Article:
Seeking the Solution for Women’s Pain
I recently hosted a dinner party for myself and a group of friends. Among the chatter, summer heat and grilled entrees, the night pivoted into a territory that many dinner parties these days tend to venture into. Once stomachs were full and a few drinks were poured, the conversation swayed toward politics and society. With a balanced group of men and women, the conversation lingered on gender for a little while.
“It’s crazy that so much of what we grow up with is a lie,” one of my friends sighed. She was so right. We talked about the gender constructs that we’ve all grown up with and how much they can have an effect on our adult lives though we’ve learned to understand how ridiculous they are. The idea that women are strictly delicate and men are the strong ones; that it’s an insult when boys “throw like a girl” or when someone needs to “grow a pair.”
“When people tell you to grow a pair, they really should be referring to ovaries,” another friend quipped. We all chuckled at the joke, but the statement stuck with me. Why are men the default “tougher sex” when women tend to put up with a lot more? Not only in terms of life, but even when dealing with physical pain.
Some studies show that women may actually experience pain more intensely than men, and we usually experience it more often (monthly period cramps, childbirth, hormones, waxes, plucking, and the list goes on). What’s more is that our pain is usually ignored, causing many women to deal with chronic issues that go untreated. Though you’d think the “delicate” stereotype for women means doctors are jumping to make us the most comfortable, it’s usually the opposite. Women are less likely to receive prescriptions for painkillers than men and have to undergo longer wait times on average for an analgesic at the doctor’s office. What’s happening at the doctor’s office is a type of gaslighting, where women aren’t always believed when they express their pain, and they’re told it might just be happening in their heads.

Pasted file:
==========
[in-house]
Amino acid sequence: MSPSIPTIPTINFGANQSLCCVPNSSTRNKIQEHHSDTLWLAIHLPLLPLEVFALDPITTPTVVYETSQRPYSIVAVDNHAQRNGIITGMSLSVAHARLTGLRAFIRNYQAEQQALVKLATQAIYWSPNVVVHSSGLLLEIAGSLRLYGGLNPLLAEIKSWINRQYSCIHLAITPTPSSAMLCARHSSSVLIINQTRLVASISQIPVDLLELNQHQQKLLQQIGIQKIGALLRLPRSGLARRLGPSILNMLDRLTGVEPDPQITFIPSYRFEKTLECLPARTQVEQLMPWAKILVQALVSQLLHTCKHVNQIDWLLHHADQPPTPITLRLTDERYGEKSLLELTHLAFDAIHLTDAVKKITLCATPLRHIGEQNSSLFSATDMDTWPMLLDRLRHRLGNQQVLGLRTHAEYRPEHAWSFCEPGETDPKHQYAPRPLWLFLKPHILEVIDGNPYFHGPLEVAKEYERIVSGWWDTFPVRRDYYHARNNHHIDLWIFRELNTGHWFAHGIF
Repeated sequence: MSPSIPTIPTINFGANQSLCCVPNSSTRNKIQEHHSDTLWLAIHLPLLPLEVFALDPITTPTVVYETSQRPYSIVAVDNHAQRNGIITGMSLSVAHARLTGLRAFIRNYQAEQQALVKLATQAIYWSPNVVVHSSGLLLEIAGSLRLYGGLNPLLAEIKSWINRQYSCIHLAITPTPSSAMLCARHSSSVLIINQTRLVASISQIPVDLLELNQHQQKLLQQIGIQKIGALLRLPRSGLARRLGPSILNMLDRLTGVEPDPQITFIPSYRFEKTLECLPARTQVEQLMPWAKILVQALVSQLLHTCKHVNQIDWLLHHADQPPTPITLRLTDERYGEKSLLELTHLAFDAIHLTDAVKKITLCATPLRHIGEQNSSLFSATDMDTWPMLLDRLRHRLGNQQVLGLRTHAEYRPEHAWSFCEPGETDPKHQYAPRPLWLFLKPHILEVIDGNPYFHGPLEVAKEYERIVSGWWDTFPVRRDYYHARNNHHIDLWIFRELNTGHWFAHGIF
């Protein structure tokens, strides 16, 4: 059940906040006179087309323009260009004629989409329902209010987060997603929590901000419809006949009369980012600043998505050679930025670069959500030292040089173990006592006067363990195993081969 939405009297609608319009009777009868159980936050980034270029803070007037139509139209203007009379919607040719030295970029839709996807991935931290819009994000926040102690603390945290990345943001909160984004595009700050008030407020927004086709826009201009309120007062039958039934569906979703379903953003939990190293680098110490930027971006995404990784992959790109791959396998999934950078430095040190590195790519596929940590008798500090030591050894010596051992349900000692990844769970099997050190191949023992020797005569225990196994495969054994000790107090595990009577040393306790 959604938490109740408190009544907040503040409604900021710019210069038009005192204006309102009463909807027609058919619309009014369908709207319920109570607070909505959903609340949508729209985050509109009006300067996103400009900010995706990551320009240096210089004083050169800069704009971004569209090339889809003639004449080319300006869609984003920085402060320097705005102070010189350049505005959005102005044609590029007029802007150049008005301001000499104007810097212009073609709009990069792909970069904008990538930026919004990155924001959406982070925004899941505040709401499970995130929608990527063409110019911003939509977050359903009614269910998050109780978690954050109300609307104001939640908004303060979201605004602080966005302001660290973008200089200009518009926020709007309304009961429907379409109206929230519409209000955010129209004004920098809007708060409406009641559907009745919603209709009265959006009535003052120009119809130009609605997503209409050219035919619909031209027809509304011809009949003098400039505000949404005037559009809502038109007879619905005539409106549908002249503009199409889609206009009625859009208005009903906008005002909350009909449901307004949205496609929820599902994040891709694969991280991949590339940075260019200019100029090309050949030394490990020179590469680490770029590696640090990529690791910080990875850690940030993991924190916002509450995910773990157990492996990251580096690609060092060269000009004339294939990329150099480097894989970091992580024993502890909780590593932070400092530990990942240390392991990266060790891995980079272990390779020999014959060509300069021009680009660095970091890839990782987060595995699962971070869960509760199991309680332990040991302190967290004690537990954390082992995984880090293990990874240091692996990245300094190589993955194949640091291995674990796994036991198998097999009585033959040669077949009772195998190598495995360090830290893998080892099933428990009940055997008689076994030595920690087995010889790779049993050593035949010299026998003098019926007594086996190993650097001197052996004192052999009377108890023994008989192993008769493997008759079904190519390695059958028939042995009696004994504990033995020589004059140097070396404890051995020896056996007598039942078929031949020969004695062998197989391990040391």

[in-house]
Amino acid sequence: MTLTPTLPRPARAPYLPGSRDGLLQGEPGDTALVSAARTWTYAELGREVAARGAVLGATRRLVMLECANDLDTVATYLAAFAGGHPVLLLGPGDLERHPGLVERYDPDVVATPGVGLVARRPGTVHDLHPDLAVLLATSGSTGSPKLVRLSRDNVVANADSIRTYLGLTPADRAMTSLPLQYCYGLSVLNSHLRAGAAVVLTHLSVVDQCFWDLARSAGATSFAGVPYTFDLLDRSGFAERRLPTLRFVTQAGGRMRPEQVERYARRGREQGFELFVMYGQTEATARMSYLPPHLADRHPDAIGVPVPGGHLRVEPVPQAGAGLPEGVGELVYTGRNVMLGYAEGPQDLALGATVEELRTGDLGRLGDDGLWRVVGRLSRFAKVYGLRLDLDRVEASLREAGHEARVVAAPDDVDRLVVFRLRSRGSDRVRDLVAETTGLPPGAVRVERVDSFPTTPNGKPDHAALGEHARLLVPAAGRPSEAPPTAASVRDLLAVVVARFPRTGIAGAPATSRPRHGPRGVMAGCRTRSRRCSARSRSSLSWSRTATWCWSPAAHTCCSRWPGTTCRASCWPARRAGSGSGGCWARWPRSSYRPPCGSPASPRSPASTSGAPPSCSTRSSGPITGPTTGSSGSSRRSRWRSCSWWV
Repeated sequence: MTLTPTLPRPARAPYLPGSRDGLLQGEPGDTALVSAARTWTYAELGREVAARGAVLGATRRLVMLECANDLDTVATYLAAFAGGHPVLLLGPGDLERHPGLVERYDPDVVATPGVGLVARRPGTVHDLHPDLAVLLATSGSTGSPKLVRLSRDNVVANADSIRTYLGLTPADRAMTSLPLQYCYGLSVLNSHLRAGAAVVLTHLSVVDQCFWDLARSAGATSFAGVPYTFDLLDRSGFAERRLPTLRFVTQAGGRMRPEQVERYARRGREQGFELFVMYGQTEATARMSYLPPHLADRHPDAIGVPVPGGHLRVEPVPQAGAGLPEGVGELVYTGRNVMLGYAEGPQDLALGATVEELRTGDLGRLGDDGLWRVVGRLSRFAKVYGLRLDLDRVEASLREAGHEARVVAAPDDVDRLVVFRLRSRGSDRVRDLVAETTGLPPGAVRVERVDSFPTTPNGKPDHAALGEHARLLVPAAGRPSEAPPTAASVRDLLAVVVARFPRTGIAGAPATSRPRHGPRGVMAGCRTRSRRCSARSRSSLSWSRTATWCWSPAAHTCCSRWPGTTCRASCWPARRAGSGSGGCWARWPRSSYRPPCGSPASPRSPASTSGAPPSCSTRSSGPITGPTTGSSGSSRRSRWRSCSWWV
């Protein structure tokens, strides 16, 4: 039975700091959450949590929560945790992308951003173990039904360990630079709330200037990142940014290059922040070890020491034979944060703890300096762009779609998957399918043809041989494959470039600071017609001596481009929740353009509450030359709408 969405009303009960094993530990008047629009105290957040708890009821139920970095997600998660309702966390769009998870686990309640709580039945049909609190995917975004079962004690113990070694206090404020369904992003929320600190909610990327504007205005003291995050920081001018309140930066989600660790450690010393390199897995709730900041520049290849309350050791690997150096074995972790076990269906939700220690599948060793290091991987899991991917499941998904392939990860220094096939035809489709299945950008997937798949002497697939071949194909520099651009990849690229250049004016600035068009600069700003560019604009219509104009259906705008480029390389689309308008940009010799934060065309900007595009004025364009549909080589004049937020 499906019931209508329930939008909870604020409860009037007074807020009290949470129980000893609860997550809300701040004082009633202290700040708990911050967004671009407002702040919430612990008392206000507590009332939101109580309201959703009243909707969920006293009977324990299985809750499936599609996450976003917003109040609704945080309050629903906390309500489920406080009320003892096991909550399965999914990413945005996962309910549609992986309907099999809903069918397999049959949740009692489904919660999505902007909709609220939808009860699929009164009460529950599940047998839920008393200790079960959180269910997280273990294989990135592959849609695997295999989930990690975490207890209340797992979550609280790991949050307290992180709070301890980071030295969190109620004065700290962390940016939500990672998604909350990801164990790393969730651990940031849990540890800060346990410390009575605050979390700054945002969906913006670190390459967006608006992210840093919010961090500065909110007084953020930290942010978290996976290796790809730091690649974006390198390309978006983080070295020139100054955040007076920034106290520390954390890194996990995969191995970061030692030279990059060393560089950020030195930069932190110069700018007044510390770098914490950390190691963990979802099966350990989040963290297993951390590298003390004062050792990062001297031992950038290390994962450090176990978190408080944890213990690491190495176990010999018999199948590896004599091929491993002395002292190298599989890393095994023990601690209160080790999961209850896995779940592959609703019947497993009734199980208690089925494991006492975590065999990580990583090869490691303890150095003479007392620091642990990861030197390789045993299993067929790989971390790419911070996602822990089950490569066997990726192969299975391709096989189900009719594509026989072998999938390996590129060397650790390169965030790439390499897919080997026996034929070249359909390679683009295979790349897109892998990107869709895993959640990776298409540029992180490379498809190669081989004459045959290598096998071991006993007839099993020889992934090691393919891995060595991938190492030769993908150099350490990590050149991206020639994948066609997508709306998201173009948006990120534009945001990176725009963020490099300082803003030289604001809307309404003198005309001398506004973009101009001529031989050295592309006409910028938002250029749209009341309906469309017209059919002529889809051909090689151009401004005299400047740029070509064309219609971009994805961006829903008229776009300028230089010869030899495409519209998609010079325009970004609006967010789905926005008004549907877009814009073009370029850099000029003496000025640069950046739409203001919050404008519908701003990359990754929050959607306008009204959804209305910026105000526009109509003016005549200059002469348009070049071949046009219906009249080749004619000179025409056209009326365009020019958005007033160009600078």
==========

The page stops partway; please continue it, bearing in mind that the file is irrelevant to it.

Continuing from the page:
Unfortunately, the gendered problems with pain management are deeply entrenched in our medical system. Implicit biases in favor of men have taken the lead when it comes to research into pain management, either leaving women out altogether or lumping data into one set. In both situations, women’s pain is ignored or analyzed as though it is the same as men’s.
This neglect has also carried over to the pharmaceutical industry, where new drugs undergo clinical research with men in mind as the standard patient. This is evident through a variety of common diseases, such as cardiovascular disease. It’s currently the number one cause of death for women in the U.S., yet only one-third of cardiovascular clinical trial patients are women. The outcome means that some drugs may not be as effective for women, or could possibly cause more harm than good.
This phenomenon is happening to women of all ages and stages of life, including young adults, pregnant women, middle-aged women, and seniors. The problem is even worse for women of color, who tend to hold even less of a priority within the medical and research world. Think back to tennis star Serena Williams’ pregnancy that made headlines in 2017. Even though she is a wealthy celebrity, her doctors still hesitated to give her a CT scan when she was in post-partum pain and knew she had developed an embolism. The CT scan that did end up saving her life was because of her own prior health knowledge and continued requests to her doctors.
While more women continue to speak up about their medical experiences, more awareness is beginning to grow. Activists and medical providers are beginning to push for more individualized medicine and complete, unbiased clinical studies for all types of pharmaceuticals. It’s hopeful that the medical community will progress to meet all women’s needs. In the meantime, however, women are beginning to take matters into their own hands to find solutions for their pain.